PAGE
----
Generating buzz is of utmost importance when releasing a new app. There are many sites designed with the sole purpose of boosting awareness for upcoming apps. For those with grand business ambitions, BetaList focuses on discovering the next big startup. Apps featured on BetaList are often multifaceted with online and mobile components. For fun and entertaining apps, PreApps is the place to go. Mr Jump is a great success story from PreApps, generating over 5 million downloads in the first 4 days, but the site works just as well for any app looking to gain some traction.

App Store Prep

App Todos

Ensure your app adheres to all of the App Store Review Guidelines. The list is quite long, but read it carefully. Violating even one guideline will cause your current app build to be rejected. The most common reasons for rejection are summarized here.

Store Page Todos

To take a screen shots of your app, hit Command-S while running the device simulator in Xcode. With screenshots in hand, check out sites like Davinci Apps and to easily add a caption and display the app screenshots on an iOS device.

Connect Todos

1. US Export Compliance (iTunes Connect Question “Does your product contain encryption?”)

To ensure your app is compliant not only with Apple, but also the US government, it is crucial to understand the encryption technologies used in your app. Here is a link from the Bureau of Industry and Security regarding encryption. There seems to be a bit of confusion surrounding the correct process:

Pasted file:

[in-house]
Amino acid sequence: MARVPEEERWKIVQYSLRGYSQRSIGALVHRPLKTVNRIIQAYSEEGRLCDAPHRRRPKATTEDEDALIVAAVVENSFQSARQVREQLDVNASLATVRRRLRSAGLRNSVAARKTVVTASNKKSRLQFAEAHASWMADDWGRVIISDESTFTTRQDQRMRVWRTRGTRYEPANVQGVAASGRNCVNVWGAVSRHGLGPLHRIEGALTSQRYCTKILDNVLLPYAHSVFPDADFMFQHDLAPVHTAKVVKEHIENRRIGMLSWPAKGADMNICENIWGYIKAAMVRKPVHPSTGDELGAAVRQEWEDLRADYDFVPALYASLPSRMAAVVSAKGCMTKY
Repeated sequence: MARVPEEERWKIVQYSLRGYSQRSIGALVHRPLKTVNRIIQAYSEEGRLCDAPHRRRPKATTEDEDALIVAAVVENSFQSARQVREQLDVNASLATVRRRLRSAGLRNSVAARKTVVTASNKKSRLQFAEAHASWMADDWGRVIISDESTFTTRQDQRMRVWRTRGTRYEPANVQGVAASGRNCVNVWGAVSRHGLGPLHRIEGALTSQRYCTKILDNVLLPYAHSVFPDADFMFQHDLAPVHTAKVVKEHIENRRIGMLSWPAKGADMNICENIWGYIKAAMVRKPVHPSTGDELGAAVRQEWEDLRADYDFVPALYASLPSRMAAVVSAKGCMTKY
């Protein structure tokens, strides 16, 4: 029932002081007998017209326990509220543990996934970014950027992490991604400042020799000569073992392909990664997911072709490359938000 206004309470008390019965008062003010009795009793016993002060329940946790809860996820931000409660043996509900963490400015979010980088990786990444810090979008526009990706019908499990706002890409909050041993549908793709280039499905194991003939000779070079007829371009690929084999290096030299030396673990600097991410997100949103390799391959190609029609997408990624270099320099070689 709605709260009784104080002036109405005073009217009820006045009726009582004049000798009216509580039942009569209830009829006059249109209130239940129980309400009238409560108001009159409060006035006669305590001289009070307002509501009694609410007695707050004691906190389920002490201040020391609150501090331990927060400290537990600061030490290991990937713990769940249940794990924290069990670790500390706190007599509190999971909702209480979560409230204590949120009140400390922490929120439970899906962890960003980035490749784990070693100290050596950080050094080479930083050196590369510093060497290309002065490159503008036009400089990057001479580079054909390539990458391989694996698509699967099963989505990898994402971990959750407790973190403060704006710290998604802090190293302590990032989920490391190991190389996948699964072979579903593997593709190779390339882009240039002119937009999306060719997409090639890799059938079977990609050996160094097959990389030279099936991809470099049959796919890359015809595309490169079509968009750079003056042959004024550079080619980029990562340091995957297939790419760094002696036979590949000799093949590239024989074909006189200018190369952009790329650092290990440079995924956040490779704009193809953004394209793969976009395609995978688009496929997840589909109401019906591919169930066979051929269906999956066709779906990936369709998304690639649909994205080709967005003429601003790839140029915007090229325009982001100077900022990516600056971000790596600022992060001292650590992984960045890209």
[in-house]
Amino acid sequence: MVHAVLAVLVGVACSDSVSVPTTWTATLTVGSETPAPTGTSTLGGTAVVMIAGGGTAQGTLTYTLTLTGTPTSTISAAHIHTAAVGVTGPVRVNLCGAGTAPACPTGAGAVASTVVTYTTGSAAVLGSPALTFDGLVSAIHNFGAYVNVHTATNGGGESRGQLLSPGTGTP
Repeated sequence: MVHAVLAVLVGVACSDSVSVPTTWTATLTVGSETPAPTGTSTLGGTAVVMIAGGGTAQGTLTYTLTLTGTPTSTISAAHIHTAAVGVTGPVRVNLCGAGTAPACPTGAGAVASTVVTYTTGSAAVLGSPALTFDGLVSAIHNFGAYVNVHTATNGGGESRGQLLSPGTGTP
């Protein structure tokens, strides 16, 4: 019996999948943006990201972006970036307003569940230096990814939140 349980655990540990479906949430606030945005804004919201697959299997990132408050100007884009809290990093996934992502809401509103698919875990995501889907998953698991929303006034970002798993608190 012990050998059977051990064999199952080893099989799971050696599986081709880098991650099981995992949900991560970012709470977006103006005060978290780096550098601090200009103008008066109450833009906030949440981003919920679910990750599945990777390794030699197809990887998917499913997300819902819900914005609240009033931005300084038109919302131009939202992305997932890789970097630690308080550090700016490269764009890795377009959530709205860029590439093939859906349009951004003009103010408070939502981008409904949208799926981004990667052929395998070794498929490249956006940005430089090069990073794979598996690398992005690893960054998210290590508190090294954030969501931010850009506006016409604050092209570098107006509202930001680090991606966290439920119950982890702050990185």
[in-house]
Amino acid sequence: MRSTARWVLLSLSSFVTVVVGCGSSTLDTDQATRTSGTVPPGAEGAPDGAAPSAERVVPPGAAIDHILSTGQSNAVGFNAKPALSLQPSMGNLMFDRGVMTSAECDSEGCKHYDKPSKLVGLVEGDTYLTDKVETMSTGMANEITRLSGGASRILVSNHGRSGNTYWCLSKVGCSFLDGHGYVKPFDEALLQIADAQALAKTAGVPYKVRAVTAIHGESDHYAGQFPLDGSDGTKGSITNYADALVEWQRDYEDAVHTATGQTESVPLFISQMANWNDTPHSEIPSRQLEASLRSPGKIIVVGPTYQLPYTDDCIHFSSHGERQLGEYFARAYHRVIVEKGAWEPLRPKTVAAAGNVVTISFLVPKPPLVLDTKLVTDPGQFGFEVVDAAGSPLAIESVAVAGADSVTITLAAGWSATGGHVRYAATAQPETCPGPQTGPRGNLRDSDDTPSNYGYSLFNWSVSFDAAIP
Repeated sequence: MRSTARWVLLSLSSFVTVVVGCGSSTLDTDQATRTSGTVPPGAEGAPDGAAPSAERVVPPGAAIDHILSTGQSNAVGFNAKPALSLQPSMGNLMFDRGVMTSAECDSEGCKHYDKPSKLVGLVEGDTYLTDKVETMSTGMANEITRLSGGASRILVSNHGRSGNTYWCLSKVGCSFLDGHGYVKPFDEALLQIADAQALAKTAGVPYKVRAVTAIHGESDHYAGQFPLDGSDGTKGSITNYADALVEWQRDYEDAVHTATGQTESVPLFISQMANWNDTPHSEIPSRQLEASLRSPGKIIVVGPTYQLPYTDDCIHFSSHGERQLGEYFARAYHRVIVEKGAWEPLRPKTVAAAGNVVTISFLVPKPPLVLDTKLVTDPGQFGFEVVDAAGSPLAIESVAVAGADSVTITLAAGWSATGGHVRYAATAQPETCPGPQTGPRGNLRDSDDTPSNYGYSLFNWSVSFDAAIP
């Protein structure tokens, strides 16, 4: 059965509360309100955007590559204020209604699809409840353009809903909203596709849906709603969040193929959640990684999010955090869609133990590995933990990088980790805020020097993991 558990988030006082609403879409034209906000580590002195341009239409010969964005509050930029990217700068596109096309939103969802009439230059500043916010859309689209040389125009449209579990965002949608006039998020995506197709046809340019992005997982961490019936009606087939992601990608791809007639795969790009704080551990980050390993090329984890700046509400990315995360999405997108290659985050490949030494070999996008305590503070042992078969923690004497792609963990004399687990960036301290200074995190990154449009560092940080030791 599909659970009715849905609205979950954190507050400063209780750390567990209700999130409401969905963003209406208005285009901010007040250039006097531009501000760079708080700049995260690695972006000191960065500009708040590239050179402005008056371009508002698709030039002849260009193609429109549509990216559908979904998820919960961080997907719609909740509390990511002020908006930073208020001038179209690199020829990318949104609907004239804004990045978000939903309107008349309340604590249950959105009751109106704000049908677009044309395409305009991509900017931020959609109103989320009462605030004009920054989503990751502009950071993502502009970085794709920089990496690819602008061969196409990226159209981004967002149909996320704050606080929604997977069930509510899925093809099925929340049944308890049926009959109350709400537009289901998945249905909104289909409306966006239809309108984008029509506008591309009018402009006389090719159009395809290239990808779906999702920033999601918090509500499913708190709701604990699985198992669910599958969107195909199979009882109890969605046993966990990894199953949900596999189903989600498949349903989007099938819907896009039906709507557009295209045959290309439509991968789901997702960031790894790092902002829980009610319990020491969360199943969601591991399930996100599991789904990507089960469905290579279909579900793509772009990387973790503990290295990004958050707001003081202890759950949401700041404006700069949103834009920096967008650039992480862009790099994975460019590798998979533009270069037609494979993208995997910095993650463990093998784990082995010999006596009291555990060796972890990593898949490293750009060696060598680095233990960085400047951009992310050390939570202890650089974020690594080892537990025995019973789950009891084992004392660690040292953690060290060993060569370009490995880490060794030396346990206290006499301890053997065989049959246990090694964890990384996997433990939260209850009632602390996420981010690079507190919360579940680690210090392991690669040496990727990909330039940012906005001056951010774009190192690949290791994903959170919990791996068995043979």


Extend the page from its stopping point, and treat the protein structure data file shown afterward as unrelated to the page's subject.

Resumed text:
1. Does my application contain encryption (StackOverflow)
  2. What constitutes encryption for the purpose of export compliance (StackOverflow)
  3. Using SSL in an iPhone app export compliance (StackOverflow)

However, a commonality is if you think your app includes encryption, whether you wrote it or not (including https and SSL), you should select “Yes” for the export compliance question and provide your ERN (Encryption Registration Number) when you submit your app.

This post from a few years ago explains the situation well, and walks through the process of obtaining an ERN for your app (the link from step one does not work).

2. Advertising Identifier (IDFA)

Some 3rd party SDKs (such as Facebook) use the IDFA, so check with any 3rd party code before you answer this question. Otherwise your app may be using the IDFA without you knowing, resulting in Apple rejecting your app submission. As an example, if you are using the Facebook SDK to track app installations, select the second checkbox attributing use of the IDFA for app installs.

App Store Submission

Review takes about a week (7-8 full days). You can check the average app store review times, but once your app is taken from the “Waiting for Review” queue, Apple reviews the app extremely quickly.

In special circumstances, if you need your app to be reviewed faster, you can ask for expedited review. Apple is not guaranteed to grant expedited review, and they only make a one-time exception.


Carefully read over Apple’s reason for rejecting your app. This can be an infuriating process, but try to stay calm. Make sure you adhere to the app store guidelines (you read through this earlier, right?), and fix the issues  outlined.

Ready For Sale!

Green light! Time to release! Not quite yet.

Make sure you have some buzz around your app. This part is tough, but the right marketing strategy can make or break the success of your release! Hopefully PreApps and BetaList worked to generate some interest, but now is the time to recruit as many people as possible to help spur initial launch popularity. Make a Facebook page, Twitter account, try to contact some websites catering to your target market, and let your friends and family know! Product Hunt is a great site, but good luck grabbing an invite and being featured. And hey, don’t forget to let me know! Comment with any apps you released after reading this post!


If you made it this far and enjoyed the post, please consider checking out the app my team has been working on. Cele (“celly”, say it correctly…) is an for app iOS and Android that lets you know of daily quirky national holidays and suggests the most fun ways to celebrate.

Get it here! For iOS and Android.